bull thistle

Cirsium vulgare (Savi) Ten.

U.S. Nativity: Exotic
Habit: Herb

Synonym(s): common thistle, spear thistle

Cirsium vulgare is an annual or biennial, herbaceous plant that invades disturbed areas throughout the United States. The spiny, spreading, winged stems are up to 7 ft. (2.1 m) tall.
Leaves are 3-12 in. (7.6-30.5 cm) long, lance-shaped and very hairy.
Flowers develop, at the apex of the plant, from June to September. The purple flower heads are 1.5-2 in. (3.8-5.1 cm) in diameter and 1-2 in. (2.5-5.1 cm) long with narrow, spine-tipped bracts.
Fruits have several bristles on the tip and are up to 0.2 in. (5 mm) long.
Ecological Threat
Cirsium vulgare can invade almost any type of disturbed area, such as forest clearcuts, riparian areas and pastures. Plants can form dense thickets, displacing other vegetation. The spiny nature of the plant renders it unpalatable to wildlife and livestock and reduces the forage potential of pastures. Cirsium vulgare is native to Europe, western Asia, and northern Africa. It is thought to have been introduced to the eastern United States during colonial times and the western United States in the late 1800s. It is currently found in all 50 states.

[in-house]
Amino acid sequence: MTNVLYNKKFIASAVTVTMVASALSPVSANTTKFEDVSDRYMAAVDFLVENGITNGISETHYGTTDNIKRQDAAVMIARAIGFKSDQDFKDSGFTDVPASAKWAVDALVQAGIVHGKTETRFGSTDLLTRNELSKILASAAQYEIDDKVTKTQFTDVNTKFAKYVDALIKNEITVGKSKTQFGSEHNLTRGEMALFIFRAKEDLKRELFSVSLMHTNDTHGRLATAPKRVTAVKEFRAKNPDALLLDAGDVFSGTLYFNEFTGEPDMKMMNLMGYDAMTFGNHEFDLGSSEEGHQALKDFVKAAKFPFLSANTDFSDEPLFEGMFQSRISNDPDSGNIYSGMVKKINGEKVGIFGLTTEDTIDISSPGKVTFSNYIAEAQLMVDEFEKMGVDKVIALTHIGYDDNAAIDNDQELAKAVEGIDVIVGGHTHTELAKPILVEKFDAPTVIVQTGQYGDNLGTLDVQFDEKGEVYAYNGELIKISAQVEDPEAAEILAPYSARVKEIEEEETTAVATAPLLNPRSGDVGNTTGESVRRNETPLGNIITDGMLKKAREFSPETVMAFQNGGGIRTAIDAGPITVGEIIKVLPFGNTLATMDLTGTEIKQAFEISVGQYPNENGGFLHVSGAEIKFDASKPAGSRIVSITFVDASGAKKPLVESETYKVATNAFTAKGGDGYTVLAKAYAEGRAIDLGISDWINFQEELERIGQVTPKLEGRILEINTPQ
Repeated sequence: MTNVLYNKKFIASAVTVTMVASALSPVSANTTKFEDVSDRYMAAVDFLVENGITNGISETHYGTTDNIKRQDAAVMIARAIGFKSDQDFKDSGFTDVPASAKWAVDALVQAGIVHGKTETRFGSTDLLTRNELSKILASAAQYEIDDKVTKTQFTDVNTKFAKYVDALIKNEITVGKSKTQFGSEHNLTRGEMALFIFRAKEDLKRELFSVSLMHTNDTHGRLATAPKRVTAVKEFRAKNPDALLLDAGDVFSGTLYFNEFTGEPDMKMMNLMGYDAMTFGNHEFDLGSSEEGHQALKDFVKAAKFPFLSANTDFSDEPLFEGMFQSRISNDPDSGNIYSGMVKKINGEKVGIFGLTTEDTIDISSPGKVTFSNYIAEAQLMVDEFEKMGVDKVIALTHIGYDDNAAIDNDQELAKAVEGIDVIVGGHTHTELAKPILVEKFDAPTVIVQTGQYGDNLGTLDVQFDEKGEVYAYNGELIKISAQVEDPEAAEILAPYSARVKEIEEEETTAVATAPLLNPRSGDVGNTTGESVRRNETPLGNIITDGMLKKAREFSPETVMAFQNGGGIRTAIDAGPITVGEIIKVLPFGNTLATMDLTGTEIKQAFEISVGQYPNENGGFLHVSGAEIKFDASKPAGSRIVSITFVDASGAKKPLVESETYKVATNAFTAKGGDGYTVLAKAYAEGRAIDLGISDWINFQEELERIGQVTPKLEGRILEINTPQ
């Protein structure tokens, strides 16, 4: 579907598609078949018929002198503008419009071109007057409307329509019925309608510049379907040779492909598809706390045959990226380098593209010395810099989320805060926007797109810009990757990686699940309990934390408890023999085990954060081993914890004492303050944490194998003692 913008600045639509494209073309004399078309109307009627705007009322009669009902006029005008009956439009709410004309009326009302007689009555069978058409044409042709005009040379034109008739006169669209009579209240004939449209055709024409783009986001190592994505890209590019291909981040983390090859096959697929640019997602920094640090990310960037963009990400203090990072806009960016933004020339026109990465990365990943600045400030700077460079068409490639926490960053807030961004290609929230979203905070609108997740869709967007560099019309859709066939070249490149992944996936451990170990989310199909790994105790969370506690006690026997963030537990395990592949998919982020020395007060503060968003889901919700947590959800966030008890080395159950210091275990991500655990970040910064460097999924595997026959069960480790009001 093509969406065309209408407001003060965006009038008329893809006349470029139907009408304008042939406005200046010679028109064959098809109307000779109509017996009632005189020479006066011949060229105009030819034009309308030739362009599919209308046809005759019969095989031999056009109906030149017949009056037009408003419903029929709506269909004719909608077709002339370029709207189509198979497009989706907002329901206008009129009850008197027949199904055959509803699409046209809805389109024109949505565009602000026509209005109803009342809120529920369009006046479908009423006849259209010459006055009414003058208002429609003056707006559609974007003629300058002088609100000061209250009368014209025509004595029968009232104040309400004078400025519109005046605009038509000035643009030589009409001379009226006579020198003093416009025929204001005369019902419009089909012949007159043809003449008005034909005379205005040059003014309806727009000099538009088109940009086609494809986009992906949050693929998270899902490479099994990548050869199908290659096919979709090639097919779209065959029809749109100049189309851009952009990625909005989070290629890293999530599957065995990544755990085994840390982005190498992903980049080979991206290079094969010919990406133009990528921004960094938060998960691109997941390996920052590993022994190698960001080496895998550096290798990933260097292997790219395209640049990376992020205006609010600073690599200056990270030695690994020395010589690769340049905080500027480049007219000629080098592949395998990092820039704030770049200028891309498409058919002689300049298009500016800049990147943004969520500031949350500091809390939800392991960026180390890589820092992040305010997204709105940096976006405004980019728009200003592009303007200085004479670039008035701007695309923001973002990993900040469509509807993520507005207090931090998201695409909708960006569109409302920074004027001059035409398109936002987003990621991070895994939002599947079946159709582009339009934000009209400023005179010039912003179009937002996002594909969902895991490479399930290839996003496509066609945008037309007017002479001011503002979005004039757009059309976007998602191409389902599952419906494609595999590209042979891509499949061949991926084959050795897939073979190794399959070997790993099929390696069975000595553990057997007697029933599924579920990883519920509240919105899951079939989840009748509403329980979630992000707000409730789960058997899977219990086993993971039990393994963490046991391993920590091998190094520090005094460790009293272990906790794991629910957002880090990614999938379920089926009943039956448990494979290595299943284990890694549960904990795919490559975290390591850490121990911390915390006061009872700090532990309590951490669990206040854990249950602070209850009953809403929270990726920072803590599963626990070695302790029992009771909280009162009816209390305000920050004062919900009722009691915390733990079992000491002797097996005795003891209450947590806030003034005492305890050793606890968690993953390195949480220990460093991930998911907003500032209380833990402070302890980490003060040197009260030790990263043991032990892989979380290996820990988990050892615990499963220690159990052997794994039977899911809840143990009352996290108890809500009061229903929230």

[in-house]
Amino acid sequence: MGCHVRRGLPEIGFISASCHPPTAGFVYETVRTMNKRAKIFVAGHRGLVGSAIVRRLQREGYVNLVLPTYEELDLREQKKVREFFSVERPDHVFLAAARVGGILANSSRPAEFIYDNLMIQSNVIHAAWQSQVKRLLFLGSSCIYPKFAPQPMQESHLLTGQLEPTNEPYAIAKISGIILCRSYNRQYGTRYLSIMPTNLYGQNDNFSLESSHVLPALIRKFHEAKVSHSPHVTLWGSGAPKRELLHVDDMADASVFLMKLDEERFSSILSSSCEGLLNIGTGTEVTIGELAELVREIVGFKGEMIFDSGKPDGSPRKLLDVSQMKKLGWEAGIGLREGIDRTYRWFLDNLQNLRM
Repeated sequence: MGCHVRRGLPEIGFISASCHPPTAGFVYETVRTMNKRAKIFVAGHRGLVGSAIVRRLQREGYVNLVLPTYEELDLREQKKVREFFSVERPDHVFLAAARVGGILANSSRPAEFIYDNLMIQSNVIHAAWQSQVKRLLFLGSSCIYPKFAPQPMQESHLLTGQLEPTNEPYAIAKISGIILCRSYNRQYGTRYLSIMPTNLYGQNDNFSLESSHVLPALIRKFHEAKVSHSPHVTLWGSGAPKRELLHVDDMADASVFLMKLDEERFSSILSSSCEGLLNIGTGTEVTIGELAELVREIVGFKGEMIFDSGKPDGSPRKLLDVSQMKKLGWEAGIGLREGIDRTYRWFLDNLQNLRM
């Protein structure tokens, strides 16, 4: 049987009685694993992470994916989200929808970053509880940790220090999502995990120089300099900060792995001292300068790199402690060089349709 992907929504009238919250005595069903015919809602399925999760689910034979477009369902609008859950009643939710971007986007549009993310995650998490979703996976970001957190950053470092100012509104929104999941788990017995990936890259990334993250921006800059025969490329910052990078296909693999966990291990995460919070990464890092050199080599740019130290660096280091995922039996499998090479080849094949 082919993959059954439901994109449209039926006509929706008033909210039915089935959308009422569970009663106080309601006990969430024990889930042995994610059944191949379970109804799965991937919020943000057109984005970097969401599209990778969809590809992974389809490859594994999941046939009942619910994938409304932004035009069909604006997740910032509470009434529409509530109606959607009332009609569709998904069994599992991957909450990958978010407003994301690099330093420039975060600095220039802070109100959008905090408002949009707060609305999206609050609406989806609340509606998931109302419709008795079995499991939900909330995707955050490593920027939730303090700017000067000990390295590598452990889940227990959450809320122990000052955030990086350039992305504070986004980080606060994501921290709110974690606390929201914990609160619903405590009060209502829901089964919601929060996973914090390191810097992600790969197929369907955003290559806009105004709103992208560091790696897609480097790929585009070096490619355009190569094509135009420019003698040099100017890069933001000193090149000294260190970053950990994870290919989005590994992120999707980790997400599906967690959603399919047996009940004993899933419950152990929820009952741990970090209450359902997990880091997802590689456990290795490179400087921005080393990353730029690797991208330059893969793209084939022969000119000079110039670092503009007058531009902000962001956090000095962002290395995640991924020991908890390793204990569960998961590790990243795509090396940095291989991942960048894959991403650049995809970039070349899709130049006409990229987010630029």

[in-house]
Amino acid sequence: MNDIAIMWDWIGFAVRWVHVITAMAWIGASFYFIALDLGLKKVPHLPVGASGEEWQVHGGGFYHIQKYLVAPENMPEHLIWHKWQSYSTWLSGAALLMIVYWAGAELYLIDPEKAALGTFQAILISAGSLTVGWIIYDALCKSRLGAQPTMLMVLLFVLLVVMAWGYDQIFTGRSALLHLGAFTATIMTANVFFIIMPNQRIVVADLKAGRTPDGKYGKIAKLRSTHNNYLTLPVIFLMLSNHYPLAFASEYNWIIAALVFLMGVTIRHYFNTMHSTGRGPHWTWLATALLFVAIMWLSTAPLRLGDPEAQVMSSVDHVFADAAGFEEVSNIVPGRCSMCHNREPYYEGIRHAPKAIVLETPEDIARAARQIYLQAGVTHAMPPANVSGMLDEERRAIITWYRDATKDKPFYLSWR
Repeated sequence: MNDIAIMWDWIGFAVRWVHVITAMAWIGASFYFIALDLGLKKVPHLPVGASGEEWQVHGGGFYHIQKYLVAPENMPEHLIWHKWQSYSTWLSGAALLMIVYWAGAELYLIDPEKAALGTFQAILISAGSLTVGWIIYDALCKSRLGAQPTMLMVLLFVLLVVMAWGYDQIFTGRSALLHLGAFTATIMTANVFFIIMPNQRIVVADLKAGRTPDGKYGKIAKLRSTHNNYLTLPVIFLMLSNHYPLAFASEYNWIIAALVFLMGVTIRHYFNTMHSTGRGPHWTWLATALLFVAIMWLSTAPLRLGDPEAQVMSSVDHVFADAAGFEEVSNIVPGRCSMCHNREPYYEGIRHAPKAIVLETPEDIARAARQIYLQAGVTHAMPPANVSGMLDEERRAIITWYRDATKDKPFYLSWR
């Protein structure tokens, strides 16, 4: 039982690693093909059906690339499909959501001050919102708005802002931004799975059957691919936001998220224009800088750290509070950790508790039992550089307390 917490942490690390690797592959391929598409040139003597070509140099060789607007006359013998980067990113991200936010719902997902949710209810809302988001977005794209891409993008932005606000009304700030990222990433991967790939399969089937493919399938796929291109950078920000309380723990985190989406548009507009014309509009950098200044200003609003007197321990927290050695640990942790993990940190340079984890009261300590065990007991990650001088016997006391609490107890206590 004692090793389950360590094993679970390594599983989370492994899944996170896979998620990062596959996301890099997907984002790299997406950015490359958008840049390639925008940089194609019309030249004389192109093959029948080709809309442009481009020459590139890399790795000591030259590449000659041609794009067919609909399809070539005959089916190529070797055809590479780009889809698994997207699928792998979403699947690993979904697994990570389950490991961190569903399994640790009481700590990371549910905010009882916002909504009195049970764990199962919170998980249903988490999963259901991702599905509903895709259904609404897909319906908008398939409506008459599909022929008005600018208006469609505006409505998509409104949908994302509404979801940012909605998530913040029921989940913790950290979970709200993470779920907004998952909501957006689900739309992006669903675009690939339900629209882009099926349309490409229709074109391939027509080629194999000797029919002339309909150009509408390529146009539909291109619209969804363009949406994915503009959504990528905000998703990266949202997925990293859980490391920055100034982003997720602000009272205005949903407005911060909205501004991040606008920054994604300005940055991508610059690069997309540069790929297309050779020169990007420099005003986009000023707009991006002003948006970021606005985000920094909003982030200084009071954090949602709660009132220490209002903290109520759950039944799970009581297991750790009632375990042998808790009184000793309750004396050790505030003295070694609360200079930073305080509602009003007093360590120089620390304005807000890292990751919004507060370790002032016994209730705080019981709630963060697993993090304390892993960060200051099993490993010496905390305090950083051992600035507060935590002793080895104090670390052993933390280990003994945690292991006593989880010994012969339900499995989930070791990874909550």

Identification, Biology, Control and Management Resources

Biological Control of Invasive Plants in the Eastern United States - USDA Forest Service
Fire Effects Information System - USDA Forest Service
Weed of the Week - USDA Forest Service
Weed Field Guide - USDA Forest Service